April 26, 2003


While writing an essay on Senator Rick Santorum’s recent comments on the legal status of homosexuality and other sexual practices (see “Rick’s Fix”), I became aware of the fact that there is no specific name for one who engages in incest. One who engages in bigamy is a bigamist; one guilty of adultery is an adulterer; etc. But what is one who engages in incest? The lack of such a word is a sure sign that such people are devoid of political clout, of course. Perhaps such a person could be called an “incester” or “incestor,” though one might argue that these words sound too much like “ancestor.” Perhaps “incestuist,” derived from “incestuous,” would be a better choice. Feel free to help me popularize one of these neologisms, but don’t expect it to catch on any time soon.

April 15, 2003

The Next Battle for Iraq

The first of many promised meetings to discuss the future polity of Iraq was held today in Ur. The U.S. government has not yet released a list of Iraqi participants, though we know that it was represented by Zalmay Khalilzad, Ryan Crocker, and Jay Garner. Surprisingly, Iraqi National Congress head Ahmed Chalabi only sent a representative.

One hopes, of course, that this meeting is part of a process that leads to a stable and, ultimately, democratic government for Iraq, but the odds favor a less happy outcome. The people of the region have virtually no experience with the mechanics of democracy. (Granted, the Kurds of northern Iraq have shown some ability to put aside narrow group interests for the greater good, and this may be cause for some slight optimism.) Shiite Muslims, the oppressed majority under Saddam Hussein, are already expressing concern that their interests will be slighted. There is every reason to expect that we are watching the beginning of a political battle among interest groups, with no one representing the interests of Iraq as a whole, which is, after all, an artificial state assembled nearly a century ago by the British. (Iraq’s raison d’être is more geopolitical than it is national.)

It is not often that successful governments are created from scratch. Of those that have been, most seem to have been the product of one man. (The governments of Sparta, Athens—perhaps—and, in modern times, the postwar Japanese constitution imposed by MacArthur come to mind.) Of the governments formed through any sort of group process, our own federal government is the most notable exemplar; perhaps the revolutionaries of France achieved the most glorious failure. Development of the U.S. Constitution was, despite the representation of very diverse interests, a remarkably philosophical exercise. Although it was not a work of scholars, the Founding Fathers knew political theory. How many political scientists and philosophers—American neoconservatives, however intellectual, do not count—do we expect will take part in the discussion in Iraq? Although I hope I am wrong, I expect the result in Iraq will be a product of political hardball, raw numbers, and who can mount the most intimidating demonstrations. It will take a good deal imagination on our part to achieve any other result. World opinion is unlikely to be favorably disposed to any constitution the U.S. would impose, however enlightened, though I do wonder whether we don’t need a General MacArthur just now.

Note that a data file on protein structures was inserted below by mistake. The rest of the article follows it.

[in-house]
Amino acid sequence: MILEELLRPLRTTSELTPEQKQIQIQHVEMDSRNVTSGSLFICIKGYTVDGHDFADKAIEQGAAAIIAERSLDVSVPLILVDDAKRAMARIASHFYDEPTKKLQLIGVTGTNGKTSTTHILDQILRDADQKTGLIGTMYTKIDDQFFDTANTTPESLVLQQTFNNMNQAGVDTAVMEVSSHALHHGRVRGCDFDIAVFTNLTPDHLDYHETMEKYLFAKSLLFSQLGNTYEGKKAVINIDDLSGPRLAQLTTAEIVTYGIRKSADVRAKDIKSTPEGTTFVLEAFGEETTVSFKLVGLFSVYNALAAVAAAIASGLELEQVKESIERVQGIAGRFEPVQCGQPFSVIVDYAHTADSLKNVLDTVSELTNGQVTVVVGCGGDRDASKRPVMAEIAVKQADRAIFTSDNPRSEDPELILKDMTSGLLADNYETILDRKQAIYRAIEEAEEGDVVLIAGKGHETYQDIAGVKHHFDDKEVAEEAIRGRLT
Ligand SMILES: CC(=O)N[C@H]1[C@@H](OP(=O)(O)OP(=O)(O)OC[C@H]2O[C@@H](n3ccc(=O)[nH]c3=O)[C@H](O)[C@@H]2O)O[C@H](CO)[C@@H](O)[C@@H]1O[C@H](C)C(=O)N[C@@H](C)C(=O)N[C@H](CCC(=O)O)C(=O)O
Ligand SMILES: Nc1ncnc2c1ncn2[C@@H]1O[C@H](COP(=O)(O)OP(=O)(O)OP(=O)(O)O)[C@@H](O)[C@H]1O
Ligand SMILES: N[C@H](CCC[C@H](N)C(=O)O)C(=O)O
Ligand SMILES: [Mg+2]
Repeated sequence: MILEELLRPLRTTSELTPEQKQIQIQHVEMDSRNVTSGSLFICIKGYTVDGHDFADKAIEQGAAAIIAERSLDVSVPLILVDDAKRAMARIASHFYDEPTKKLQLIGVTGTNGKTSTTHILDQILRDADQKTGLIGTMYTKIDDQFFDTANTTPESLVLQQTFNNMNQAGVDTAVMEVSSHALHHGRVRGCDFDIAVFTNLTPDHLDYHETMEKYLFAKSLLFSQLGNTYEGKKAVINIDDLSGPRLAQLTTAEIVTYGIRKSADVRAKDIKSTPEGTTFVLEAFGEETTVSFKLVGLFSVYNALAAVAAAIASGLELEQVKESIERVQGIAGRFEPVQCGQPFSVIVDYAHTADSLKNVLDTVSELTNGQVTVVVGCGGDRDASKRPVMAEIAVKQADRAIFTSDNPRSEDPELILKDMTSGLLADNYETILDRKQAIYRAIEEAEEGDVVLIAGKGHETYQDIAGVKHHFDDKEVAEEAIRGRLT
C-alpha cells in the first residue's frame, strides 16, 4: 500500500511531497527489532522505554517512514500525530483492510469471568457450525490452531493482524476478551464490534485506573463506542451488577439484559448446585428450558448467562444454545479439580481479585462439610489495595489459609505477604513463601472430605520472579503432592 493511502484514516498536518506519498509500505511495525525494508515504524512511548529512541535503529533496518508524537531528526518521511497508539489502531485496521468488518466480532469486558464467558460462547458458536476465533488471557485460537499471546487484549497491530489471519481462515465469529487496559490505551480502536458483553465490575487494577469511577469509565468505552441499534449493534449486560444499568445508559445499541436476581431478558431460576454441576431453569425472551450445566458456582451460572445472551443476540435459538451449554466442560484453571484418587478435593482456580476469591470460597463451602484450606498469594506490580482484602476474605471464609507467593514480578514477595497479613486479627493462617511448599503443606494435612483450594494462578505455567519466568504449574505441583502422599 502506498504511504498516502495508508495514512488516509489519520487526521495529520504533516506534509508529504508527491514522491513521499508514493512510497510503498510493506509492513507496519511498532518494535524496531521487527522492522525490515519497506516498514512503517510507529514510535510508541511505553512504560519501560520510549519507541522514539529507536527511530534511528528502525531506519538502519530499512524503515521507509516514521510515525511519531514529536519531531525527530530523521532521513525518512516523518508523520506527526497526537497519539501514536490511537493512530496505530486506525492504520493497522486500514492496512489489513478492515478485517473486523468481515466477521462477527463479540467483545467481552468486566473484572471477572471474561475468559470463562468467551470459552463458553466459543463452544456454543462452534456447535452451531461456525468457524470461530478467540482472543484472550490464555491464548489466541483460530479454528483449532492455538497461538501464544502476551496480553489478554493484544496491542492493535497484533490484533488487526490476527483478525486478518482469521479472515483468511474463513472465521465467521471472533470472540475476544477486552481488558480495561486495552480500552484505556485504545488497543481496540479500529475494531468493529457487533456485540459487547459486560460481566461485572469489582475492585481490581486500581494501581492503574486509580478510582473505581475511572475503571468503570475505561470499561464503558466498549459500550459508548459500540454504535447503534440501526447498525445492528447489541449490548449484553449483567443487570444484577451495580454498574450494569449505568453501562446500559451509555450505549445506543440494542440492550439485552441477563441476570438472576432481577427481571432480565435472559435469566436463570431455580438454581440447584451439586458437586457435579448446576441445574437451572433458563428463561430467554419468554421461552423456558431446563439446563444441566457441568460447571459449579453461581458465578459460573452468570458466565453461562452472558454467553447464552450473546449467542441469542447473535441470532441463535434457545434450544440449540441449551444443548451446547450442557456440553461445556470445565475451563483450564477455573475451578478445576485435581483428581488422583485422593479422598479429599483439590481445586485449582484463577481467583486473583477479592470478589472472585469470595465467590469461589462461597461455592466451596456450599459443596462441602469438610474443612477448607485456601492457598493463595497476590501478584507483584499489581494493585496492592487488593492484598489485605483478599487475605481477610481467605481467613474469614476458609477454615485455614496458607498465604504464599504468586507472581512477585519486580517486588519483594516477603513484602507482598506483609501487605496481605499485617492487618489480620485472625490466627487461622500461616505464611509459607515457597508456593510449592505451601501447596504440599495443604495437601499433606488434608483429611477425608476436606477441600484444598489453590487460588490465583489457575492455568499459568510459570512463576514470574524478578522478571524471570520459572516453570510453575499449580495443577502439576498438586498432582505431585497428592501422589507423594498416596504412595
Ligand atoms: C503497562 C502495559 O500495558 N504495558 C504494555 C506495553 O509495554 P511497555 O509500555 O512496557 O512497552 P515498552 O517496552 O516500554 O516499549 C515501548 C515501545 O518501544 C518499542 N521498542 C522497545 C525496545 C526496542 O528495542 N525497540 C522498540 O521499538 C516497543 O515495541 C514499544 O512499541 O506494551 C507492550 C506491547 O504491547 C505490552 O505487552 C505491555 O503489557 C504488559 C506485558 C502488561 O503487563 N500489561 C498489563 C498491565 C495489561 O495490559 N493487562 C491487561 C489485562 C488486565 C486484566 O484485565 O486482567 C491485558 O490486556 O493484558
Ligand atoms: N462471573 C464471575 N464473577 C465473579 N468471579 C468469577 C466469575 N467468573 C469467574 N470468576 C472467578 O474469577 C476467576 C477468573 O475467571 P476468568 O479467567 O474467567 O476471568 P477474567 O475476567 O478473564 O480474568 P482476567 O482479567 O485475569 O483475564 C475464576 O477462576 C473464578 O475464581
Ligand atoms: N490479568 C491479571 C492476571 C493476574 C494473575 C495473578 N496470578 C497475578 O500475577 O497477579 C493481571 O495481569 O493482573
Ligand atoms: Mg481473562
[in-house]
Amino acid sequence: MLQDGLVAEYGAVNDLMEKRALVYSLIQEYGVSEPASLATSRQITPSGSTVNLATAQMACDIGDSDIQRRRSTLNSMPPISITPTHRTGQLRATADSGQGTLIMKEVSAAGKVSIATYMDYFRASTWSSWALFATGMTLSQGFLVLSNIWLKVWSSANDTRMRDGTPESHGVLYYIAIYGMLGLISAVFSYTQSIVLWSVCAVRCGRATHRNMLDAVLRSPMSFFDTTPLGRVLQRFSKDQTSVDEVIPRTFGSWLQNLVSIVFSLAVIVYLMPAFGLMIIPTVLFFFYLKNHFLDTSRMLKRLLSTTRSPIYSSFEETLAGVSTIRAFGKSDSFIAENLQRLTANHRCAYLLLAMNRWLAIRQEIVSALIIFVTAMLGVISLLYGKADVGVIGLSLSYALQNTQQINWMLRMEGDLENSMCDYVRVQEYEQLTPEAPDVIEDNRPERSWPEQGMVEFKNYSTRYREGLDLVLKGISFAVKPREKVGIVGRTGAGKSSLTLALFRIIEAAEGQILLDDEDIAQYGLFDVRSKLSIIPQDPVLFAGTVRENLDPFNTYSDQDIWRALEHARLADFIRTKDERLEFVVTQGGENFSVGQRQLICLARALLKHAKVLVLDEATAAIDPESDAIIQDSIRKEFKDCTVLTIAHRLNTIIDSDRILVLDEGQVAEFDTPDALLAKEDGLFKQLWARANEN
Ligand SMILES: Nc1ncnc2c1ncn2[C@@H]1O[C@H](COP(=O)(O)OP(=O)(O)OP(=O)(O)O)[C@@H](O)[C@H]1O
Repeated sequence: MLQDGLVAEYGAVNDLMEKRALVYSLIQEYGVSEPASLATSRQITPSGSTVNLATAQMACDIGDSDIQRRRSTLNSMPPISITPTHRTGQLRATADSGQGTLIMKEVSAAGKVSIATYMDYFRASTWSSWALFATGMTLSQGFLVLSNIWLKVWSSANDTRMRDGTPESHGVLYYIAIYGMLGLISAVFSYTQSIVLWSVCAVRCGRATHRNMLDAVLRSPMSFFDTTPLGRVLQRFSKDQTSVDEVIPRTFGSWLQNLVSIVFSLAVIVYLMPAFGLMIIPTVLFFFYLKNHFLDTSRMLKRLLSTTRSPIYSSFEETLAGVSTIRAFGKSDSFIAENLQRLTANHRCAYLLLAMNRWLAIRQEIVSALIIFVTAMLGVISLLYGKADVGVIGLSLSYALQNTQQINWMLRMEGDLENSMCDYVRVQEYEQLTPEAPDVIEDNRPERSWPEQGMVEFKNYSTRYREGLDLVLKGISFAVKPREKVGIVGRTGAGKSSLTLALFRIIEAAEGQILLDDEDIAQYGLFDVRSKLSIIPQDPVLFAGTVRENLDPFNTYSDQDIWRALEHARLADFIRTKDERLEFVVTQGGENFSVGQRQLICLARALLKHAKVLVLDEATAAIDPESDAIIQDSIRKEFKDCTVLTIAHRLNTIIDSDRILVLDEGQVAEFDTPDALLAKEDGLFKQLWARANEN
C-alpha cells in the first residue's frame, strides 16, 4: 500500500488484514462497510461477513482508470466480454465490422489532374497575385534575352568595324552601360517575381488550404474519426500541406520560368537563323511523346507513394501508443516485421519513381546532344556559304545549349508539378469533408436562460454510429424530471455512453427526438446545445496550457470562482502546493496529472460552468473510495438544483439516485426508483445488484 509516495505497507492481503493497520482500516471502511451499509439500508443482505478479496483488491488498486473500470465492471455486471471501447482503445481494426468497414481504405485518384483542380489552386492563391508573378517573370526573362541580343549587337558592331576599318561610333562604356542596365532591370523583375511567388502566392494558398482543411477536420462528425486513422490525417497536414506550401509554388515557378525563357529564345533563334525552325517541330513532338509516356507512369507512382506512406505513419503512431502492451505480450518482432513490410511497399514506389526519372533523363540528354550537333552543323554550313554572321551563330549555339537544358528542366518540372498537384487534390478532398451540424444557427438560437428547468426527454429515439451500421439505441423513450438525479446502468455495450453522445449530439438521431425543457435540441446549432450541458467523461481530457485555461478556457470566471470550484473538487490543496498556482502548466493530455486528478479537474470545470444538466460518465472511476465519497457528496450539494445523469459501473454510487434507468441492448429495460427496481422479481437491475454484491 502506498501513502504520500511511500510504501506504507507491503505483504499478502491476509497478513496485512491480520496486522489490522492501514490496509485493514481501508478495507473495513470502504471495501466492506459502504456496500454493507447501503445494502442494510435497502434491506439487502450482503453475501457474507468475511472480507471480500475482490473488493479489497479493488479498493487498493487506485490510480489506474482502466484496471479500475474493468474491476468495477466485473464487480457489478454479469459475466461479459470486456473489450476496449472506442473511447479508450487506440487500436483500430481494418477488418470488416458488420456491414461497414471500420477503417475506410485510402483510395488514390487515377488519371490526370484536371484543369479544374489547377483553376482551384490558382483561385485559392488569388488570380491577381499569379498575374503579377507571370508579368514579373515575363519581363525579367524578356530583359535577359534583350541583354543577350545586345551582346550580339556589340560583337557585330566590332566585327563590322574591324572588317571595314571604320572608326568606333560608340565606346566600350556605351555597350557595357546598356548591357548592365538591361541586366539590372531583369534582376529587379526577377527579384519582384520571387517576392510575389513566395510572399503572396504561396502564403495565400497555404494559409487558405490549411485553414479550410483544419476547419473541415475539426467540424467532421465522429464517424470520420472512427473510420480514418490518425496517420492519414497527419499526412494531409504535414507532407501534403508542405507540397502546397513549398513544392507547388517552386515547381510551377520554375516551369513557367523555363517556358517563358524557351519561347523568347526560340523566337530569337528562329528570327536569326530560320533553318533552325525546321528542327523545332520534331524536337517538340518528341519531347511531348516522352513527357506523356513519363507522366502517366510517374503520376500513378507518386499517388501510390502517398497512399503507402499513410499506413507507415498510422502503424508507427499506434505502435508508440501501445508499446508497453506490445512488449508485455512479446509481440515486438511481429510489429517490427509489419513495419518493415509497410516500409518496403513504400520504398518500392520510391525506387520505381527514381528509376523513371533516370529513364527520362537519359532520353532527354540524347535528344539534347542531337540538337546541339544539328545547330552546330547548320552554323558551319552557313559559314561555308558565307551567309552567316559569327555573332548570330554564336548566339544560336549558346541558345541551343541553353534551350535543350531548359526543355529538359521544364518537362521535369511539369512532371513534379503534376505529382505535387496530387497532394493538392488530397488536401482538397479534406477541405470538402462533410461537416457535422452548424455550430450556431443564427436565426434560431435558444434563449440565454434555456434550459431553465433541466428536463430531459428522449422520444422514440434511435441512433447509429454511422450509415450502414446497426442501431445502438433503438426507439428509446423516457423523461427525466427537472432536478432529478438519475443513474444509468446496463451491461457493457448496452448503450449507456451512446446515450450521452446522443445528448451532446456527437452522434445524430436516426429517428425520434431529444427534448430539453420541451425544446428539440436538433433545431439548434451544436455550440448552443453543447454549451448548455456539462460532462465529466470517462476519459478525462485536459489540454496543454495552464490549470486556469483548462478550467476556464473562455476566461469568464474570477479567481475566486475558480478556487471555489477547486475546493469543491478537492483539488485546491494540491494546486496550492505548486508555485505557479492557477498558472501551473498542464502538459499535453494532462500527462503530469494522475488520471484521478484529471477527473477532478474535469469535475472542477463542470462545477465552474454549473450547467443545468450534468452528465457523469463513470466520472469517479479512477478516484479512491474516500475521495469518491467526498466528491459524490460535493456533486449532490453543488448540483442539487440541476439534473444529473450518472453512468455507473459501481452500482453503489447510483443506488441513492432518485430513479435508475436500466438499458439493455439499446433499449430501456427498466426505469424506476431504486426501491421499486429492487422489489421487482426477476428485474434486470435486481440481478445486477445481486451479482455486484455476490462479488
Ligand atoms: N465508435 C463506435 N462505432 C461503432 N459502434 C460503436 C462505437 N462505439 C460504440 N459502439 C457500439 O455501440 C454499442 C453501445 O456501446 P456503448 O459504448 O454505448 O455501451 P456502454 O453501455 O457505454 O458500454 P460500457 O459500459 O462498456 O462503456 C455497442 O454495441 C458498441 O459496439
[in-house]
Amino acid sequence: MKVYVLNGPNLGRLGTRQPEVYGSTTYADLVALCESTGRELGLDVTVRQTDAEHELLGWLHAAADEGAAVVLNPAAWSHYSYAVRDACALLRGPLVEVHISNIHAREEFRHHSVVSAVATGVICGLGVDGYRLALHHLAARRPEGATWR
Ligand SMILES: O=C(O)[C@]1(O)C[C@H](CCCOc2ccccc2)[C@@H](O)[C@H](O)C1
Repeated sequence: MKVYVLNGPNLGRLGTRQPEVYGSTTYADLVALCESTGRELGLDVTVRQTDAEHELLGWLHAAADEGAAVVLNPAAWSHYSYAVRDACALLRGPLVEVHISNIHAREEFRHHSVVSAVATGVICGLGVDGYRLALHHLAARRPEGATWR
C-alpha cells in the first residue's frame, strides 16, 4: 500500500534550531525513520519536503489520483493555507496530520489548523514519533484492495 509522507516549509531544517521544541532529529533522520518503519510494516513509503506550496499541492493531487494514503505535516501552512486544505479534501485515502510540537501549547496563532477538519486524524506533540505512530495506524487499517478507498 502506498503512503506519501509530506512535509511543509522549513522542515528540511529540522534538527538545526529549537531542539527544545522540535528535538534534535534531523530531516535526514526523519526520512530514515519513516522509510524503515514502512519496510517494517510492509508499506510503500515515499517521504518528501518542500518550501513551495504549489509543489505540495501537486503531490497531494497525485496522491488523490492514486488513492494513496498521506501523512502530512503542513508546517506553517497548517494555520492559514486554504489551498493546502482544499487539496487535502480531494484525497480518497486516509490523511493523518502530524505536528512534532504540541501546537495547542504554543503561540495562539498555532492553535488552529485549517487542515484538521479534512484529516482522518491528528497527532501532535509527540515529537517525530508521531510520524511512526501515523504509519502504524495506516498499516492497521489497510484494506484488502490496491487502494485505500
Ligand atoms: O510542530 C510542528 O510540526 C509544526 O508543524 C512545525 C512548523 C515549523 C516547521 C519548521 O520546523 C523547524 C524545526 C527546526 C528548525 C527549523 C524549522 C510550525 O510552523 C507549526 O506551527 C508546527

April 14, 2003


In light of the administration’s stated intention to use the infrastructure of the former government of Iraq as a basis for an interim government, the military’s apparent indifference to looting in Baghdad and elsewhere is perplexing. There may indeed be some wisdom in letting oppressed Iraqis blow off steam; destroying Saddam Hussein statues is preferable to attacking American tanks. Looting is hardly a civic virtue to be encouraged, however, even if limited to buildings of the fallen regime. Those buildings will be needed for whatever government is established in the future, and that government will need desks, computers, and filing cabinets. Every looted piece of office equipment is potentially an item that will need to be replaced by American taxpayers. Some of the looted goods, of course, may be irreplaceable—government documents that could help us document atrocities and weapons violations by the former regime. Why would we entrust these to Iraqi looters?

What is taking place is senseless, recreational looting. People are taking property for which they clearly have no use. Alas, much of the damage has already been done. The worst of it—because the looted objects are irreplaceable and more important than mere government paperwork—has been the theft and destruction of antiquities from the national museum, documentation of the world’s oldest civilizations. This is a substantially worse crime against our shared cultural heritage than the destruction of monumental Buddhas by the Taliban. (This experience suggests the wisdom of distributing ancient artifacts to museums around the world, rather than concentrating them in the region of their origin. That’s an argument for another day, however.)

The military is not fond of taking on police duties. The need to bring civil order to Iraq is acute, however, and no other institutions are available. The U.S. must end the chaos in the streets immediately. Anarchy is seldom the mother of democracy.

April 9, 2003


While watching the NCAA women’s basketball final last night. I was surprised to hear a female announcer on ESPN describe the Tennessee women as using a “man-to-man” defense. Is this politically correct? Can you really say that on the air?

Of course, I thought the description perfectly reasonable, but it does seem to be going against the tide. In the future, will feminists insist on use of the term “woman-to-woman”? If they do, will the team be back into a zone defense before the sportscaster can get “woman-to-woman” out of her mouth?